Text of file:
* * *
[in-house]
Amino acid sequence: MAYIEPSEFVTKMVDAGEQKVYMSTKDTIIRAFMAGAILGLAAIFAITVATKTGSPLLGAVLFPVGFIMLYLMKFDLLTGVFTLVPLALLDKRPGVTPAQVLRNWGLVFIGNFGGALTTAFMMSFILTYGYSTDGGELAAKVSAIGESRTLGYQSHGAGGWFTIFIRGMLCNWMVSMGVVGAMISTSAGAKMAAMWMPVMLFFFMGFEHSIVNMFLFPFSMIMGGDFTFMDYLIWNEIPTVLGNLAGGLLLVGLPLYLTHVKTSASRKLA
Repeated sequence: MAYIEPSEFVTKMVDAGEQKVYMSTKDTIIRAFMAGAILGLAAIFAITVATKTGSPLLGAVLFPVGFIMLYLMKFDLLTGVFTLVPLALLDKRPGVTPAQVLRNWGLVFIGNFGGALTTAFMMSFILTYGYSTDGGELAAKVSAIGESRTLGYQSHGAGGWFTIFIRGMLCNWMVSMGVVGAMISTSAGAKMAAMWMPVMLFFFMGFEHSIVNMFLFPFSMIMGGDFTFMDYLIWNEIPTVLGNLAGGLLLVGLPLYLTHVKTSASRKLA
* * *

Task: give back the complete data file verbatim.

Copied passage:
[in-house]
Amino acid sequence: MAYIEPSEFVTKMVDAGEQKVYMSTKDTIIRAFMAGAILGLAAIFAITVATKTGSPLLGAVLFPVGFIMLYLMKFDLLTGVFTLVPLALLDKRPGVTPAQVLRNWGLVFIGNFGGALTTAFMMSFILTYGYSTDGGELAAKVSAIGESRTLGYQSHGAGGWFTIFIRGMLCNWMVSMGVVGAMISTSAGAKMAAMWMPVMLFFFMGFEHSIVNMFLFPFSMIMGGDFTFMDYLIWNEIPTVLGNLAGGLLLVGLPLYLTHVKTSASRKLA
Repeated sequence: MAYIEPSEFVTKMVDAGEQKVYMSTKDTIIRAFMAGAILGLAAIFAITVATKTGSPLLGAVLFPVGFIMLYLMKFDLLTGVFTLVPLALLDKRPGVTPAQVLRNWGLVFIGNFGGALTTAFMMSFILTYGYSTDGGELAAKVSAIGESRTLGYQSHGAGGWFTIFIRGMLCNWMVSMGVVGAMISTSAGAKMAAMWMPVMLFFFMGFEHSIVNMFLFPFSMIMGGDFTFMDYLIWNEIPTVLGNLAGGLLLVGLPLYLTHVKTSASRKLA